the facilities for caring for the patients. The operation of the 
rain bath is specially satisfactory, demonstrating, to my mind, 
the utter unfitness of the ordinary bath-tubs for this class of 
patients. The labor of the bath is greatly expedited, and the 
operation is far more efficiently performed. The saving of time 
alone is a matter of the greatest importance, and appreciably 
increases the efficiency of our nurses. The danger from scald- 
ing would also seem to be greatly diminished. Last, but not 
least, the patients like it. I should recommend the installation 
of these baths in the other wards of the institution, particularly 
in the male department. 

In accordance with my recommendation of last year, gal- 
vanized-iron pipes have been attached, in the attic of the south 
Johonnot wards, to a portion of the ventilation flues communi- 
cating with the rooms and corridors below, the whole being 
brought together in one large exit flue, provided with steam 
radiation as a lifting power. The operation of this system has 
been most satisfactory, and, when extended to include the whole 
building, cannot fail to be of great value. The importance of 
pure air, though often dwelt upon, can never be overestimated. 
The limitation of this work has been wholly for financial rea- 
sons, and I should recommend its extension at such early date 
as it may be possible. 

A new circular bay window has been added to the north 
wing. The increase of light and cheer has exceeded my 
anticipation, and has practically transformed these wards into 
the brightest and most attractive in the institution. The suc- 
cess of this feature of construction has been so marked that the 
work is being duplicated, to a certain extent, in connection 
with the south wings. The work in this latter place, however, 
has been of a much more extensive nature. Not only has a bay 
window been added, but a high bank wall has been removed, 



1898.] PUBLIC DOCUMENT — No. 23. 79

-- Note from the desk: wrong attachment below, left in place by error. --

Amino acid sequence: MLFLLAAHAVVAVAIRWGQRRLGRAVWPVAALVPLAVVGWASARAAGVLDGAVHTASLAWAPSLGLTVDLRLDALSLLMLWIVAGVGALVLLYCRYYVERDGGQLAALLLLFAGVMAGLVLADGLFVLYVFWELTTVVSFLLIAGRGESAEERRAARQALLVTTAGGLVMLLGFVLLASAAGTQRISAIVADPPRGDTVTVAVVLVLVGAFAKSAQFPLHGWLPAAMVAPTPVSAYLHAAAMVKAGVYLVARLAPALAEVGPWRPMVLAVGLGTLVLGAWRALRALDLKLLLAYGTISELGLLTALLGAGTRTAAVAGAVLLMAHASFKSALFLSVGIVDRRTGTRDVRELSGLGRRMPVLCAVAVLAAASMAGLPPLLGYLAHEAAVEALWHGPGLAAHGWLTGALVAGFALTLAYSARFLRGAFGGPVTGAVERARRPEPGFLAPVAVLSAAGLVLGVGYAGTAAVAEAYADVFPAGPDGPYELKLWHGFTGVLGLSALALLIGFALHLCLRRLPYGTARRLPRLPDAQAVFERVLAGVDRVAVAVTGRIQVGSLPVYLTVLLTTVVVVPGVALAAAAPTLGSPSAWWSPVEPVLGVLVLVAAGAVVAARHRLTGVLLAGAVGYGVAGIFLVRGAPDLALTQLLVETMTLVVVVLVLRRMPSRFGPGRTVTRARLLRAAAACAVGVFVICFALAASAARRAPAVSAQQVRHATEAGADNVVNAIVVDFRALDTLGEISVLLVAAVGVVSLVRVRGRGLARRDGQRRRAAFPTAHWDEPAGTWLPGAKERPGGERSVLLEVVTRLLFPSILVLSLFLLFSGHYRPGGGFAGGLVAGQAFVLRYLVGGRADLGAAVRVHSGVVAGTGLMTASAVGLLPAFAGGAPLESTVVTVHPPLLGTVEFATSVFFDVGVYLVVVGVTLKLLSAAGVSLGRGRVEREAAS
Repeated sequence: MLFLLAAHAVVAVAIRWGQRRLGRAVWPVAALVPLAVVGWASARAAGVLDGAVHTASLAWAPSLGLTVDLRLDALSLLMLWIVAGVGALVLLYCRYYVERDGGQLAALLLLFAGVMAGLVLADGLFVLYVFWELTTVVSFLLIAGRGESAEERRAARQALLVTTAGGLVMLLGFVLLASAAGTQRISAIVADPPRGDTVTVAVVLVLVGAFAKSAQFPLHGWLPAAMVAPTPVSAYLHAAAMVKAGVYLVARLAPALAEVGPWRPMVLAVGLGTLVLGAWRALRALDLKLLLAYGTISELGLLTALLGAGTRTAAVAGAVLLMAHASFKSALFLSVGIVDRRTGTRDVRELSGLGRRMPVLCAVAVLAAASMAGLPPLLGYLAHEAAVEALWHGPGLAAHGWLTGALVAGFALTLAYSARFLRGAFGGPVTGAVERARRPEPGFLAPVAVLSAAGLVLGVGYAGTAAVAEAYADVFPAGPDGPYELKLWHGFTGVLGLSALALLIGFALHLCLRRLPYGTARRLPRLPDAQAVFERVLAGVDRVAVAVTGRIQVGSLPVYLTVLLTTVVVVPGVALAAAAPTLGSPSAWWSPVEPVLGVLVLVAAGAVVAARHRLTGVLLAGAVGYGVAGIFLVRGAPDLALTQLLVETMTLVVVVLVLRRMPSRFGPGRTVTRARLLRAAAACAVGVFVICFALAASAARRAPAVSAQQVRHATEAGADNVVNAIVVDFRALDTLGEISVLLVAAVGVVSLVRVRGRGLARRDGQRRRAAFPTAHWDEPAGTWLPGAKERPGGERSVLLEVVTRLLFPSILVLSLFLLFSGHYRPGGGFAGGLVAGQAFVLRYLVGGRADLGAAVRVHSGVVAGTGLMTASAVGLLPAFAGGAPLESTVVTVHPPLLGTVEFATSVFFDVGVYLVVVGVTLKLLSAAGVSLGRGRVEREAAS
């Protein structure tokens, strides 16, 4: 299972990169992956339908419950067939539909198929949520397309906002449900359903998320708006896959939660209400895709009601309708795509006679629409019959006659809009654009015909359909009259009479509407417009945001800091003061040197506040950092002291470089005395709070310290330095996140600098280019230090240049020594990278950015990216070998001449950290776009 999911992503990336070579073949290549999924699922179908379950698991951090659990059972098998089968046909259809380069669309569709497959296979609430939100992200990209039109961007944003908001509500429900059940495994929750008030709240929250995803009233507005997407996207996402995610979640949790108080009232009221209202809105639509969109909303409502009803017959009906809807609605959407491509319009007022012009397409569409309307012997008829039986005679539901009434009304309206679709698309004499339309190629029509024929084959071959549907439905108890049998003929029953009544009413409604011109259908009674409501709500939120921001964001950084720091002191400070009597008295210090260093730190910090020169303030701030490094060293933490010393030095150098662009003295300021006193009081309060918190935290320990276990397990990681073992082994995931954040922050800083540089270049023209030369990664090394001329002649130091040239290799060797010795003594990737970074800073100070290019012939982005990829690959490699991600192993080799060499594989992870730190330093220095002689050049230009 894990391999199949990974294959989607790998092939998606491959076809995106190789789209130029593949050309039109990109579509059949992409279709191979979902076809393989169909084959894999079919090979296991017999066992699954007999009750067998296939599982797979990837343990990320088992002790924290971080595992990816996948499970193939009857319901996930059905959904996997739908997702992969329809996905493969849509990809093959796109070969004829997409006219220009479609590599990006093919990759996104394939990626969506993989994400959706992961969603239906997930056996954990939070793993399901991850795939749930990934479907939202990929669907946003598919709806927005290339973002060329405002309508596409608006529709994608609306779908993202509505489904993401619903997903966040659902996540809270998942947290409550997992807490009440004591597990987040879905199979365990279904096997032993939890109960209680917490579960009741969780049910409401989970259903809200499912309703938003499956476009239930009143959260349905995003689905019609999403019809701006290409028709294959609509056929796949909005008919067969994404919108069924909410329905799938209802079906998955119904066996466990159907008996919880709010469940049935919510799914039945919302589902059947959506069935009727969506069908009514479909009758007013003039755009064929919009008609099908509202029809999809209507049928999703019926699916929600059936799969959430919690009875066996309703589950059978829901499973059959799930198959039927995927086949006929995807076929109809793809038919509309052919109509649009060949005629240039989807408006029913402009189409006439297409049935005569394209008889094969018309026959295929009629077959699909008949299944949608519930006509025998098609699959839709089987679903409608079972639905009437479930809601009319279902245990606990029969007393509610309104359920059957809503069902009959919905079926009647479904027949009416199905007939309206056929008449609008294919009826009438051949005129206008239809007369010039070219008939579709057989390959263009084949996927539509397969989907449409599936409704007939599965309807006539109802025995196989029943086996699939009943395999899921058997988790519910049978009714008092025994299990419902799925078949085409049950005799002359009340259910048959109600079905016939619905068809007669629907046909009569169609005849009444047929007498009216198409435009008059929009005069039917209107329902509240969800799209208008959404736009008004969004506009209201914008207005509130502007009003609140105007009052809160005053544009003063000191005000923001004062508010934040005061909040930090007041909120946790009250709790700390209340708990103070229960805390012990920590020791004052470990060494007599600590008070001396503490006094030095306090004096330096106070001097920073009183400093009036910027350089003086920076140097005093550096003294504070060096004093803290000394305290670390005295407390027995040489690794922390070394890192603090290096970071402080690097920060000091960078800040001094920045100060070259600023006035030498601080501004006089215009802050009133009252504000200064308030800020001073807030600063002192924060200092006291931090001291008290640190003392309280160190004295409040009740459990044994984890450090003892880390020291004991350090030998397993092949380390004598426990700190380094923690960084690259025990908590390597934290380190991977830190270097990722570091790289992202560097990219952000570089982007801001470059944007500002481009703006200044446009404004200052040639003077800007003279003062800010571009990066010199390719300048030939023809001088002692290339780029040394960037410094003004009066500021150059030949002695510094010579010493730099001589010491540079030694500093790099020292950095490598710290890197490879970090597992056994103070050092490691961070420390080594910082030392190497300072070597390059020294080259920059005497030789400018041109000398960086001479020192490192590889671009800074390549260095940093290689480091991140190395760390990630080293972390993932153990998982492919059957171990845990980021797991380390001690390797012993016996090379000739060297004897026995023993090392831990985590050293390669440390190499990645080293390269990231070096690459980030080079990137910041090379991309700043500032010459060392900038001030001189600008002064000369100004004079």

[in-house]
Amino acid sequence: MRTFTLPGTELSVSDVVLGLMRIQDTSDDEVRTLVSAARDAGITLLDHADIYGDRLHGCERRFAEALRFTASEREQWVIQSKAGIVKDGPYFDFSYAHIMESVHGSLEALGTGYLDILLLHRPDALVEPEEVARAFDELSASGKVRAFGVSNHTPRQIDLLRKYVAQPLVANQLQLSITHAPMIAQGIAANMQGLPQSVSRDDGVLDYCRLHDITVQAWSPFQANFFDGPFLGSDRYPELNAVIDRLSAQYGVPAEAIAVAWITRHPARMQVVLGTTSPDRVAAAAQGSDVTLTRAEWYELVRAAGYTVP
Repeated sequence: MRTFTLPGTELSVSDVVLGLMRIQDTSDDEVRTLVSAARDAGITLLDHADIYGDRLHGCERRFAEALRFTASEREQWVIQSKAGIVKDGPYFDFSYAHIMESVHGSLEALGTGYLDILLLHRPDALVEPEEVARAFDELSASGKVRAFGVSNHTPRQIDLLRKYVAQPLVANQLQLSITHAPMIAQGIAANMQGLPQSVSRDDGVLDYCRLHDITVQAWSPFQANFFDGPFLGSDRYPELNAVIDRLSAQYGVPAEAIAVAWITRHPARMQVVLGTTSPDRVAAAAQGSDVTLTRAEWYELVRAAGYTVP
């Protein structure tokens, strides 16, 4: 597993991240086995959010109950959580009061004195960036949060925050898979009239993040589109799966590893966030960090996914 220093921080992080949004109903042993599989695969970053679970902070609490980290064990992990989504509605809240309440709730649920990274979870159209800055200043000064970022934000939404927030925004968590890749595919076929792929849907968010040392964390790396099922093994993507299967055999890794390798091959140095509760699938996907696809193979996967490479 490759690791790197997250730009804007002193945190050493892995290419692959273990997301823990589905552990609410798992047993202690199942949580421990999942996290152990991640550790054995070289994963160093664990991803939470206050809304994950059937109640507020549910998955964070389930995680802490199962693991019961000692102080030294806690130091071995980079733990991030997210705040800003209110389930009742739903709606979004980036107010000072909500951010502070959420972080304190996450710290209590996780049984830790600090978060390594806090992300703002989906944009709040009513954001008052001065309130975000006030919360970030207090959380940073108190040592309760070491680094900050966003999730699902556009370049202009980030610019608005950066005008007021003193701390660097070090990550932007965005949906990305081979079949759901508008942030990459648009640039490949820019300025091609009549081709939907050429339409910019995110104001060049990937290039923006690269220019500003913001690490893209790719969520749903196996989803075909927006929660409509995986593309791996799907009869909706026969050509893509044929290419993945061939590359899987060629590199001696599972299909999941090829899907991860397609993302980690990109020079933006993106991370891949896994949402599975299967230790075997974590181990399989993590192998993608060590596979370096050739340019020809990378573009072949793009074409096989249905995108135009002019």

and with some excavation a large, bright and airy room has 
been constructed, facing the sun. This room, with proper 
subdivision, can be utilized for a great variety of purposes, 
furnishing much-needed work rooms and possibly dining facil- 
ities. This addition has been roofed in, and the completion of 
the interior will be accomplished during the coming winter. 
In prosecuting this work the opportunity will be taken to ex- 
tend and improve the ward ventilation. A new laboratory and 
work room is approaching completion, and will furnish facilities 
for furtherino; scientific investigation. 

Among the other changes of the year, a new brick oven has 
been built in the bakery. The old oven has been in continuous 
use for many years, and was beginning to need considerable 
repair. It seemed advisable to build anew. The type of con- 
struction was changed, resulting in an increased efficiency and 
a greater economy of fuel. The water section of the adminis- 
tration building has been reconstructed and modern plumbing 
installed. 

During a considerable portion of the year two extra men 
have been employed to take patients out to work. We have 
been somewhat handicapped by the fact that few of our inmates 
have sufficient mental capacity to intelligently apply them- 
selves, save under somewhat close supervision. Under the di- 
rection of these two men, however, much valuable work has 
been accomplished. A large amount of excavating has been